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before it, but verily, of the knowledge of what will happen to-morrow; I am ignorant.

"I see death is like the blundering of a blind camel;— him whom he meets he kills, and he whom he misses lives and will become old.

"And he who does not act with kindness in many affairs will be torn by teeth and trampled under foot.

"And he, who makes benevolent acts intervene before honor, increases his honor; and he, who does not avoid abuse, will be abused.

"He, who is possessed of plenty, and is miserly with his great wealth toward his people, will be dispensed with, and abused.

"He who keeps his word, will not be reviled; and he whose heart is guided to self-satisfying benevolence will not

stammer.

"And he who dreads the causes of death, they will reach him, even if he ascends the tracts of the heavens with a ladder.

"And he, who shows kindness to one not deserving it, his praise will be a reproach against him, and he will repent of having shown kindness.

"And he who rebels against the butt ends of the spears, then verily he will have to obey the spear points joined to every long spear shaft.12

"And he who does not repulse with his weapons from his tank, will have it broken; and he who does not oppress the people will be oppressed.

"And he who travels should consider his friend an enemy; and he who does not respect himself will not be respected.

"And he, who is always seeking to bear the burdens of other people, and does not excuse himself from it, will one day by reason of his abasement, repent.

"And whatever of character there is in a man, even though he thinks it concealed from people, it is known.

12 The wandering desert Arabs when they met used to present the butt ends of their spears toward one another if their intentions were peaceful, the points if they intended fighting.

"He, who does not cease asking people to carry him, and does not make himself independent of them even for one day of the time, will be regarded with disgust.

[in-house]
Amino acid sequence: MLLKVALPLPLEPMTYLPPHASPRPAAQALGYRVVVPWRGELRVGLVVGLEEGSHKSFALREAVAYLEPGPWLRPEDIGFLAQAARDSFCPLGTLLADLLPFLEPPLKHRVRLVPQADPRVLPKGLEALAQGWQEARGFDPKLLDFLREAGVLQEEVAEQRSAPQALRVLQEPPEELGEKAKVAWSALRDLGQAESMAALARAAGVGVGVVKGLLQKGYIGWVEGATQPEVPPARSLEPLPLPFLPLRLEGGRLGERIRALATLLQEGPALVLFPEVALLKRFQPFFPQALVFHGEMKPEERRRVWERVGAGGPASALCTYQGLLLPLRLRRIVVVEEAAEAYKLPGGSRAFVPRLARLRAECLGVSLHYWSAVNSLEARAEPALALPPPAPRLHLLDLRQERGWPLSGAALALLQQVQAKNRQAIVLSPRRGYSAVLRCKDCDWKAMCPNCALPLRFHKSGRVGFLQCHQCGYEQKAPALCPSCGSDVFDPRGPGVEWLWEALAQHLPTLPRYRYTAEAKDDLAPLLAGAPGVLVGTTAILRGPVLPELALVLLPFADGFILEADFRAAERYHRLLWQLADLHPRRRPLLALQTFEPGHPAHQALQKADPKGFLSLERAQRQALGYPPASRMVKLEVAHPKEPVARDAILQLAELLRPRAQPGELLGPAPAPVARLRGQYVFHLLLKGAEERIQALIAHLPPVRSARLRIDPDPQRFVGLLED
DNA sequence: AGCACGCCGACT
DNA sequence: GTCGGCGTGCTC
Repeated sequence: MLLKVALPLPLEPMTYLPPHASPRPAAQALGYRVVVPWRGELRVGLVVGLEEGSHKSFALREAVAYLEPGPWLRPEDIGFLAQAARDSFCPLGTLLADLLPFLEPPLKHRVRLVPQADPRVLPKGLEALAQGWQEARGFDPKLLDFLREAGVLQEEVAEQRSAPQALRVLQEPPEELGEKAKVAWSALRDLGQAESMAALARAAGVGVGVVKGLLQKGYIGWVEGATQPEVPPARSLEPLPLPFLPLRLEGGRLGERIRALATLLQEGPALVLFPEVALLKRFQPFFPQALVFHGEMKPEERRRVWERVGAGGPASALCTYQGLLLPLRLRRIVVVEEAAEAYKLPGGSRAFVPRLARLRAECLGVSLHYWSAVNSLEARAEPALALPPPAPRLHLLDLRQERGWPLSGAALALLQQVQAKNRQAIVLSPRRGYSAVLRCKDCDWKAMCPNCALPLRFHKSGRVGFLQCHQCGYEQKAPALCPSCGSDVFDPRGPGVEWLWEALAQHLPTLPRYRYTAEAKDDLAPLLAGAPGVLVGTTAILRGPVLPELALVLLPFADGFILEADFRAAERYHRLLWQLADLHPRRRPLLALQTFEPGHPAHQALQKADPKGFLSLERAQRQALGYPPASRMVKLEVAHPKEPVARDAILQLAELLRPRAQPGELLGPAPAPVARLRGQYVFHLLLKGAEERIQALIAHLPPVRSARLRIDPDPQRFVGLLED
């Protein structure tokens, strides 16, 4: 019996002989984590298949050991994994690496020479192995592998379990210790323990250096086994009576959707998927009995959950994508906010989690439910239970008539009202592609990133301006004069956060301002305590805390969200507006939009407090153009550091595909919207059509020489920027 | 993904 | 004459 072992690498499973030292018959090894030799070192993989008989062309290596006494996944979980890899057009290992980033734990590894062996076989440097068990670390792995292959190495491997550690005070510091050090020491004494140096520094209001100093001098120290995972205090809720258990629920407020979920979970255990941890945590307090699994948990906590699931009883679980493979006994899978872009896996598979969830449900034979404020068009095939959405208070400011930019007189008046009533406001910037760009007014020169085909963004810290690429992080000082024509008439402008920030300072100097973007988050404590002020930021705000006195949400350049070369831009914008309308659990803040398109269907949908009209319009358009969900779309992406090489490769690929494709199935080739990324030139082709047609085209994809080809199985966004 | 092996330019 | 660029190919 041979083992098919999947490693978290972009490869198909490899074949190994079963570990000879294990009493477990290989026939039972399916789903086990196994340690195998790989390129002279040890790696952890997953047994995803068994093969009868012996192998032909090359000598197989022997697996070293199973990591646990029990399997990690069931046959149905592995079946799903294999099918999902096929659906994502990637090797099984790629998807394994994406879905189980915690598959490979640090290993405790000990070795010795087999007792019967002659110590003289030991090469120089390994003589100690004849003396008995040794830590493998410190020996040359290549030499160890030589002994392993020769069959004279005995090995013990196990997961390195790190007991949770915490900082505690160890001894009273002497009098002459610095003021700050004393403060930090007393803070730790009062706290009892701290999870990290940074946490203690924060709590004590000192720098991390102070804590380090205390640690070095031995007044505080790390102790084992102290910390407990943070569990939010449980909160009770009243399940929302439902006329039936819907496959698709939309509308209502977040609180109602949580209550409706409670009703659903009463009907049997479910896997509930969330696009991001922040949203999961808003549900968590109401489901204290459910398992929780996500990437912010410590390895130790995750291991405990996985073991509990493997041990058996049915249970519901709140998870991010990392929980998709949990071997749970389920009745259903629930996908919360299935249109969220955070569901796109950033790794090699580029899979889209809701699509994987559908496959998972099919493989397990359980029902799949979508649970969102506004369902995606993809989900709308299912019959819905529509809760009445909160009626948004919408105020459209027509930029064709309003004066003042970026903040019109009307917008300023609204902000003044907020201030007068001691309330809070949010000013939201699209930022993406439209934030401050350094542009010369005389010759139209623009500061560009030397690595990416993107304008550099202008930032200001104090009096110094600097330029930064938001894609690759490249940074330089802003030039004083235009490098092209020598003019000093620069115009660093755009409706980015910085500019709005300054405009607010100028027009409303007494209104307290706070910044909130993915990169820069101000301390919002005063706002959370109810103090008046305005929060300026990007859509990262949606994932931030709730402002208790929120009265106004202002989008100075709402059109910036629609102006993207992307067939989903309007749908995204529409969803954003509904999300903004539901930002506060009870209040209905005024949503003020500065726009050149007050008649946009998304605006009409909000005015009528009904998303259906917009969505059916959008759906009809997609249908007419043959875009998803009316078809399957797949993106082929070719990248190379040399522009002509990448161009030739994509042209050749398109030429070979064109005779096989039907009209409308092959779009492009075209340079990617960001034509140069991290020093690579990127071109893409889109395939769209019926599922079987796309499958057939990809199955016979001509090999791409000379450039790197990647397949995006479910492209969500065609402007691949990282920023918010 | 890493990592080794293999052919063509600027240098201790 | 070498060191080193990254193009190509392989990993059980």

"Many silent ones you see, pleasing to you, but their excess in wisdom or deficiency will appear at the time of talking.

"The tongue of a man is one half, and the other half is his mind, and here is nothing besides these two, except the shape of the blood and the flesh.

"And verily, as to the folly of an old man there is no wisdom after it, but the young man after his folly may become wise.

"We asked of you, and you gave, and we returned to the asking and you returned to the giving, and he who increases the asking, will one day be disappointed."

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THE KORAN

"Let none touch it but they who are clean."

THE WARNING ALWAYS WRITTEN ON
THE COVER OF AN ARABIC KORAN.

"The Koran is, unto them that believe, a sure guide and a remedy; but unto those that believe not, it is a thickness of hearing in their ears, and it is a darkness which covereth them."

THE KORAN, CHAPTER XLI.

THE KORAN

(INTRODUCTION)

A

FAMOUS Oriental critic once said that the best way to understand the Koran was to take the hint given by the Arabic writing, which reads from right to left, and so read the Koran backward, beginning with the last chapter. This sug gestion is really worth following; for the Koran is not at all a book in our modern sense. It is not a complete discussion arranged in logical order. Each one of its Suras, or chapters, was proclaimed by Mohammed separately, as a chant or a prayer, a story or a warning, complete in itself, a single divine revelation.

These Suras were never combined by Mohammed into a book or even into a series. He recited them to his friends as occasion demanded. Sometimes the chants were not even written down, and were preserved just as Arab songs had been preserved for centuries before, by being treasured in the memories of wondering admirers. Only after the prophet's death, when his faith was spreading over half the world, did its leaders realize that trouble threatened from the variations appearing in the loosely memorized and repeated Suras. Some devotees treasured them in one phrasing, some in another. Fierce quarrels sprang up; a division into sects seemed probable. Then the leaders resolved that one authorized wording of the many Suras was needed; and they entrusted the task of gathering them to Zaid, one of Mohammed's comrades in Medina. This Zaid was therefore the editor and perhaps, to some extent of clarifying and reducing, the author of the Koran as we know it, and as every Mohammedan accepts it absolutely.

The gathering of the Suras was in itself no easy task. Zaid had often acted as Mohammed's scribe, and had preserved in a chest copies of most of the longer revelations. Some of

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